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A Happy Divorce?

by: Sharon O'Neill, Ed.S, LMFT

A happy divorce? That truly sounds like an oxymoron and it certainly is for many a divorced couple and family. But then, when have you heard a couple’s goal to be a happy divorce? You may think it absurd! To move toward a happy divorce may feel like you are acquiescing and no longer fighting for what is right.

But what is right? My experience working with divorcing couples has shown me so much of what is wrong: spouses and their children screaming, literally and figuratively in pain, needy, and seeking rescue in all the wrong places. Divorce comes to define them. Divorce creates victims with lots of complicated baggage. None of this bodes well for the ‘happily ever after’ that everyone deserves.

Let me digress for a moment to say a few things about marriage and about bringing it to an end. For the record, saving marriages has been my life-long passion. I believe that most marriages are repairable and worth every bit of the terribly difficult work required. My enduring hopefulness stems from knowing that once a couple has made their relationship the priority, and taken the pieces apart and put things back together differently, most couples can end up with a marriage far better than the old one.

I expect spouses to fight hard for their marriage and their family, and to use every resource at their disposal to find inspiration and then solutions to their unique and complex problems. Often, even one spouse, alone for a time, can make important inroads to helping the marriage. But in the end it always takes two to complete the work.

My clients have taught me that: marrying quickly after a whirlwind courtship, being complete opposites, never fighting, and having competing careers or contentious values, do not hold a marriage together over the years. Sometimes there is just not enough of the right stuff, or it really is much-too-little, much-too-late and a marriage cannot, and should not be saved.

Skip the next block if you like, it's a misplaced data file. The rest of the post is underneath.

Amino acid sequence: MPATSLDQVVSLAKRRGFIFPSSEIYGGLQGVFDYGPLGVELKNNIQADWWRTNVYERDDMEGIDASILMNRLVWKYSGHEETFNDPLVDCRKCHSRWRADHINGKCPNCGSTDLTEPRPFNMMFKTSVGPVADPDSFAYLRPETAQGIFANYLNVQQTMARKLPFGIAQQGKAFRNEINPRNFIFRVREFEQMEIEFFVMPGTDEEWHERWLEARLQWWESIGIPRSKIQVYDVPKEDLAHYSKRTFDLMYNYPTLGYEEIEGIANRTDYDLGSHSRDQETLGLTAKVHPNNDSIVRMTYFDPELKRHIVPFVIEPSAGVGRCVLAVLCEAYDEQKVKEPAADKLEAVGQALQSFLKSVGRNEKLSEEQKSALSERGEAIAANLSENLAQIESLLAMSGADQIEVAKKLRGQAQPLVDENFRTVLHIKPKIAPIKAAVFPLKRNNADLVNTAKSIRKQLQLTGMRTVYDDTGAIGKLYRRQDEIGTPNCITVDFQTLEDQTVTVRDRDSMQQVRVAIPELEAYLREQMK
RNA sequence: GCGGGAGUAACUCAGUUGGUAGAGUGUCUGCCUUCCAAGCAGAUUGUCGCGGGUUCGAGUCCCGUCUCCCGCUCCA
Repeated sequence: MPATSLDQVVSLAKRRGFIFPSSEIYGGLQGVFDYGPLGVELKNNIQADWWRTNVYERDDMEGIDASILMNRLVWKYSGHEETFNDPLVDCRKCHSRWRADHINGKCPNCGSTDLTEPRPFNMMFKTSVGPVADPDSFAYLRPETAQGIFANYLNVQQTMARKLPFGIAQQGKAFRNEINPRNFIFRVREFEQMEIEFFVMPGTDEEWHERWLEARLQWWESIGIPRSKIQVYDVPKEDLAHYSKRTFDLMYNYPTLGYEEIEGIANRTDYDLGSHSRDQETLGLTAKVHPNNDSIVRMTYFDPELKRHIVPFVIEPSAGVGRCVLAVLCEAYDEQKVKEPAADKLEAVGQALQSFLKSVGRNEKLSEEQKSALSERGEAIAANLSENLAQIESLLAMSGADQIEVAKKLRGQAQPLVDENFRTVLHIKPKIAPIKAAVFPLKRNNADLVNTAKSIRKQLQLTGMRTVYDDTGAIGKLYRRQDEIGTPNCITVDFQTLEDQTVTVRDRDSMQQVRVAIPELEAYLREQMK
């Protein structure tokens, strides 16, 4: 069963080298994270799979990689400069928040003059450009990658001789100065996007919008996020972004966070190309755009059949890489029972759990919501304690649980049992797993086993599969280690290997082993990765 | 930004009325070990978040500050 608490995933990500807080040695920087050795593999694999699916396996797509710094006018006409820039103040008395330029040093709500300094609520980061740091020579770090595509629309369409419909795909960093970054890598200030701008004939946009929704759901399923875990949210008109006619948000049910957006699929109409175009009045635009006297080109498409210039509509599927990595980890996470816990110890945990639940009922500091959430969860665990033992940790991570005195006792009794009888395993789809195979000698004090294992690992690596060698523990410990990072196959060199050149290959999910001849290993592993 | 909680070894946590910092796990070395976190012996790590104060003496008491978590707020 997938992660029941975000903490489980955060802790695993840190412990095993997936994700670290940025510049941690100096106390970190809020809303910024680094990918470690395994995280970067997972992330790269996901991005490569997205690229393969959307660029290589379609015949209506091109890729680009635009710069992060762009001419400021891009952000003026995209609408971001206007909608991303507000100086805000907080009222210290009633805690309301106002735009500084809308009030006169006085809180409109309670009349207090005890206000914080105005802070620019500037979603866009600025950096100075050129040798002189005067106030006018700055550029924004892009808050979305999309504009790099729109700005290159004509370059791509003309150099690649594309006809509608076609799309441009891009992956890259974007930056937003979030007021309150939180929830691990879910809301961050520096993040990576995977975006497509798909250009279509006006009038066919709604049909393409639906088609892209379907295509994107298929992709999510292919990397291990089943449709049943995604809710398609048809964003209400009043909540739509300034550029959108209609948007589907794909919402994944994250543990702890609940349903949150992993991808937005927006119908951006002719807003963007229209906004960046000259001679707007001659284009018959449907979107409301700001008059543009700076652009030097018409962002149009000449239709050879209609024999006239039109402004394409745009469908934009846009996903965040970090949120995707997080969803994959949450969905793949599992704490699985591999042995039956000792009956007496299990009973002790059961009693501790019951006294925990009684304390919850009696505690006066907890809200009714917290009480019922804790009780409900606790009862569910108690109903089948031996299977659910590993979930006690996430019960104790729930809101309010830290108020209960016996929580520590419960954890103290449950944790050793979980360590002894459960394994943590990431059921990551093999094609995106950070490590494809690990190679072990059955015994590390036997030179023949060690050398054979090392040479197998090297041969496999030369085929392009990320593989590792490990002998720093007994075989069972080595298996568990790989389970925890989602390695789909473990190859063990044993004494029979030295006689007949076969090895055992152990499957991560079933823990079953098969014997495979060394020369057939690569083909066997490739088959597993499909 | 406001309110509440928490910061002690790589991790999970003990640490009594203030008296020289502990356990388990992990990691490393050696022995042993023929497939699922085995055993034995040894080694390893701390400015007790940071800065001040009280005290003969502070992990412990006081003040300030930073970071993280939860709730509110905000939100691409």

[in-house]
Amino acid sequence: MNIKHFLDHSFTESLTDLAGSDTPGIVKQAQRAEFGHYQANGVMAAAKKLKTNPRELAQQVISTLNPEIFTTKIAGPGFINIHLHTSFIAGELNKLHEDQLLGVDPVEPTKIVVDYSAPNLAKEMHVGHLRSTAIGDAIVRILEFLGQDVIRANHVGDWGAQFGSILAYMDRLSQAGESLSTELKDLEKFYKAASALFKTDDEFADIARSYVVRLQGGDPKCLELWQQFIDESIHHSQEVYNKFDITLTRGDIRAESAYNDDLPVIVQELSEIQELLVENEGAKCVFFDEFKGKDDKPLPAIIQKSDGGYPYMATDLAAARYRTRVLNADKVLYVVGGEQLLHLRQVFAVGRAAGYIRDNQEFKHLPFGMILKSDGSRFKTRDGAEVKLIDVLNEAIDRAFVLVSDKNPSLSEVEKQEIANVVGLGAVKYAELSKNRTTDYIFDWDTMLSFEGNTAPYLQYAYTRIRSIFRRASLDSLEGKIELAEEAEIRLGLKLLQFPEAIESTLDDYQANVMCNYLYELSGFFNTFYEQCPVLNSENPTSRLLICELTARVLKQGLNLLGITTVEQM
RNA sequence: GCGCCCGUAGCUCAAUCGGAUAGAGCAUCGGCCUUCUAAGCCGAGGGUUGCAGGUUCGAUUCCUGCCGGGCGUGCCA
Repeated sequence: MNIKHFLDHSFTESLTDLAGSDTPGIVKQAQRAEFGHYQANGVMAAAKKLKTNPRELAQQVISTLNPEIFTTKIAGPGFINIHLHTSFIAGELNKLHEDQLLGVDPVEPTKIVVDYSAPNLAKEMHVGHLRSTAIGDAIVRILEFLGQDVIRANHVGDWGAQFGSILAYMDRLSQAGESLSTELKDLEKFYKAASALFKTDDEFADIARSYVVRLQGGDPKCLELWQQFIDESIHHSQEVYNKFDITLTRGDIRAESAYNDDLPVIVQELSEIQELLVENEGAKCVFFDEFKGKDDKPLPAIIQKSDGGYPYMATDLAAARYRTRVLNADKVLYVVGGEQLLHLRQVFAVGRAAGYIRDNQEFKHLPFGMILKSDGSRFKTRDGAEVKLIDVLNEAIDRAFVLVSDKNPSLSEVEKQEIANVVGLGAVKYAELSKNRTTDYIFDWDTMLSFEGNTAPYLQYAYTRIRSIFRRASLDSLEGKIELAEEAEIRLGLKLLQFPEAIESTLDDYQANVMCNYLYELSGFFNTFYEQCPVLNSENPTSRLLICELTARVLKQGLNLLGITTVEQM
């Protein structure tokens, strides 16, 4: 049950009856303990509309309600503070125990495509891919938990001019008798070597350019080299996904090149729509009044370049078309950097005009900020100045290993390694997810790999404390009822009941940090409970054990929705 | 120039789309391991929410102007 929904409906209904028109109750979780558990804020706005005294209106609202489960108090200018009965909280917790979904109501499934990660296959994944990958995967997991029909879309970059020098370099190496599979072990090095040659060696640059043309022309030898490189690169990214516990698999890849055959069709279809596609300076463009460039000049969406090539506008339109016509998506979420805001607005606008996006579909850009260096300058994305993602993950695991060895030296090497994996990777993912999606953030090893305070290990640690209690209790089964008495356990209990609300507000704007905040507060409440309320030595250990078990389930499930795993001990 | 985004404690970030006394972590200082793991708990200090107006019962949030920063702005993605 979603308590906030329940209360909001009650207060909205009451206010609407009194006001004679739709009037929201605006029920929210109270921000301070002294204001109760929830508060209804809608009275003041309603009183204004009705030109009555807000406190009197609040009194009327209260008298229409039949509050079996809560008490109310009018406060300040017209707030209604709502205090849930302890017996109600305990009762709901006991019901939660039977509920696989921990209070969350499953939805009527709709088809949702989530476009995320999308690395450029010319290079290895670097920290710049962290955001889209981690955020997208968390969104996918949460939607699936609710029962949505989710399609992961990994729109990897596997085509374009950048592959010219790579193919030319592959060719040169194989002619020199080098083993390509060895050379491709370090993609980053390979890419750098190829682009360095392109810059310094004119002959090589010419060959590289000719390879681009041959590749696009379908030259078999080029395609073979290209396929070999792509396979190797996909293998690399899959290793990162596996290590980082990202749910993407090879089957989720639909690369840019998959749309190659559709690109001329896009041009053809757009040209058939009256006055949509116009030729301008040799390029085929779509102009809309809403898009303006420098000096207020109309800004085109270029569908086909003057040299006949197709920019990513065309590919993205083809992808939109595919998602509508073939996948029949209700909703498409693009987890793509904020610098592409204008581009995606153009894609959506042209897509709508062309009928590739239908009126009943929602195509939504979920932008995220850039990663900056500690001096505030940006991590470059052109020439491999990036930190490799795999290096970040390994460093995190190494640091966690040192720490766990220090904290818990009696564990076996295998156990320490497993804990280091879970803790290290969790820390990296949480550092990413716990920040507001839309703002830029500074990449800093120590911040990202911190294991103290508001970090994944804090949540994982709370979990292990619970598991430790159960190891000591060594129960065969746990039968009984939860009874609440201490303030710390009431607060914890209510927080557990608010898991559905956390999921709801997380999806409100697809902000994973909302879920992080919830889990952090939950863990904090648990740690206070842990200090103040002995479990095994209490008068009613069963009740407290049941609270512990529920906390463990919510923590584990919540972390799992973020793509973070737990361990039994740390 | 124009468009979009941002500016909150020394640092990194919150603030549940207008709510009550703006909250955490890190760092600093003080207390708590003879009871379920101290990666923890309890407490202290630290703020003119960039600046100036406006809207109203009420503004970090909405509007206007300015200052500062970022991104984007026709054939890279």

When all has been tried, and every path exhausted, including working with a professional who concedes that the marriage cannot be saved, only then does divorce become the inevitable solution. When a marriage has become destructive, or a partner is apathetic and unwilling to work on change, it is time to let go of the possibility of restoring the relationship. It is not the time to have ‘last hope sex’ with your spouse. It is not the time for a rebound fling. These kinds of behaviors will only leave you shaky and disoriented for the divorce effort ahead. This decision will be one of the most significant in your life; it is huge.

There is no downplaying it. As much as you may not believe in divorce, or want to be divorced, you need to make peace with the fact that the decision is not yours alone, and that you have done all that is humanly possible. Now it is time to shift gears and revise perspectives. Divorce is the right path and the healthy path for you and your family.

There is no longer happiness in your marriage. The goal is to find happiness in divorcing. How do you begin? Slowly. Very slowly. If you haven’t yet talked with a therapist, this would be a perfect time. Ask your physician, or possibly a close friend or family member for a referral. You can also find an appropriately trained family therapist at www.therapistlocator.net, part of the resources offered by AAMFT (American Association of Marriage and Family Therapists).

Sharon Gilchrest O’Neill, Ed.S., LMFT, is a licensed marriage and family therapist and the author of A Short Guide to a Happy Marriage. She has worked for over 30 years, both in private practice and the corporate setting, helping her clients to examine assumptions, think creatively, and build upon strengths. O'Neill holds three degrees in psychology, is a Clinical Fellow of AAMFT, and maintains a private practice in Westchester County, New York. She is often called on as an expert by a variety of print/online publications, including the New York Times, the Boston Globe, the Wall Street Journal, HopeAfterDivorce.com, FamilyShare.com, and LAFamily.com.

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